8. Shock (Mario Bava, 1977)
While the astute nerds in the audience may have noticed that Rabid Dogs was released in 1998 (thanks to legal wrangling after the producer’s bankruptcy), Shock was indeed the final movie that Mario Bava ever made. Filmed in the summer of 1977, Shock tells the story of a young couple who move back into the wife’s former home. Any warm returns are spoiled when her late first husband possesses her adorable young son. This spiritual perversion leads, of course, to some horrifying incestuous overtones, demonic feel-copping, and all manner of psychological warfare.
With a rad score by prog-rock maniacs Libra, some of the most disturbing images of Bava’s career (and that’s saying something), and a final act that’ll curdle your blood, Shock is a maniacal punctuation mark on a killer career. As far as Italian Horror is concerned, Shock is the ooky-spooky bridge between what came before it and what was to follow. (Meg Shields)
7. Lord of Illusions (Clive Barker, 1995)
Clive Barker is the best horror director who never was. That’s a strange thing to say considering that he directed three features, one of which (Hellraiser) is widely regarded as a genre classic. Unfortunately, his other directorial efforts flopped and he hasn’t been able to get his other projects off the ground since then. In recent years, health issues have made him focus on writing and other non-film projects. However, his movies have gone on to find strong cult fan bases who are ravenous for more Barker joints, and it’s a shame we’ll probably never see another new one.
Lord of Illusions is the black sheep movie in his oeuvre. It doesn’t have the same towering influence over genre cinema as Hellraiser, and it hasn’t been reappraised on the same level as Nightbreed. In my opinion, it’s a better movie than the latter. Based on Barker’s short story “The Last Illusion,” the plot centers around a Philip Marlowe-esque private investigator who finds himself involved in a mystery involving magic, fanatical cults, and demons. It’s terrifying occult horror funneled through the lens of noir, and it’s the best example of this underappreciated subgenre. (Kieran Fisher)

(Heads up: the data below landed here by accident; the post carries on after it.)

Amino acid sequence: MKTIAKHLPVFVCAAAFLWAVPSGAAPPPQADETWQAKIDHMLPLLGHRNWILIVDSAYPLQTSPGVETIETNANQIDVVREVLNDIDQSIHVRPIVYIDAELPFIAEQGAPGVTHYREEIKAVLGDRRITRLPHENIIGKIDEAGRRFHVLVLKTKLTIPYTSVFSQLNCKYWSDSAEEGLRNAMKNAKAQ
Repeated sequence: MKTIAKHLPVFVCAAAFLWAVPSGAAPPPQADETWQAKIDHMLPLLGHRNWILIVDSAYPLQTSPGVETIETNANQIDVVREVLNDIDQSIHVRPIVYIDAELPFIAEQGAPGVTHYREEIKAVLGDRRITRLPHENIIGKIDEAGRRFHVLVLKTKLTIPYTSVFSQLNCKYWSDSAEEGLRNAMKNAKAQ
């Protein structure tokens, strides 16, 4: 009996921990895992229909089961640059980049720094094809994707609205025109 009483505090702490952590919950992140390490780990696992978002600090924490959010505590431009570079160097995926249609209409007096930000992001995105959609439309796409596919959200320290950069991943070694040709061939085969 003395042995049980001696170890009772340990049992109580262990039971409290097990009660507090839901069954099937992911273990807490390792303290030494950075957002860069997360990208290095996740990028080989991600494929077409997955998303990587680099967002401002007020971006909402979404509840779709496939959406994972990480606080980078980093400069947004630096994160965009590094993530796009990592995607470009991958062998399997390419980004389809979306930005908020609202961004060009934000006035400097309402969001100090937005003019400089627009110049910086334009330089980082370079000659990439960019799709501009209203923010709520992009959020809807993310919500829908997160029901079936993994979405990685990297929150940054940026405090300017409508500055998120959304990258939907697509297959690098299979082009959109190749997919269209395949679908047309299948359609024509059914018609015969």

6. The Ambulance (Larry Cohen, 1990)
Larry Cohen was the director equivalent of punk rock. He refused to compromise his art, and he didn’t give a damn about the law when it came to making it. Who needs permits to stage high-speed chases and public brawls when you can just film them without getting caught? That’s one of the reasons why Cohen was such a legendary director. The other reason is the quality of his work, especially in the horror realm.
Cohen liked to depict society’s helpers as villains in his horror movies. In Maniac Cop — which he wrote, only to distance himself from it later as he didn’t direct and edit it — a police officer causes chaos in New York City. The Ambulance, meanwhile, turns paramedics into minions of a corrupt organization that performs bizarre experiments on human beings. The movie is more fun than scary, but it boasts an entertaining mystery and contains all of the biting social commentary, action, and DIY sensibilities you expect from a Cohen movie. There’s also a legendary Stan Lee cameo for good measure. (Kieran Fisher)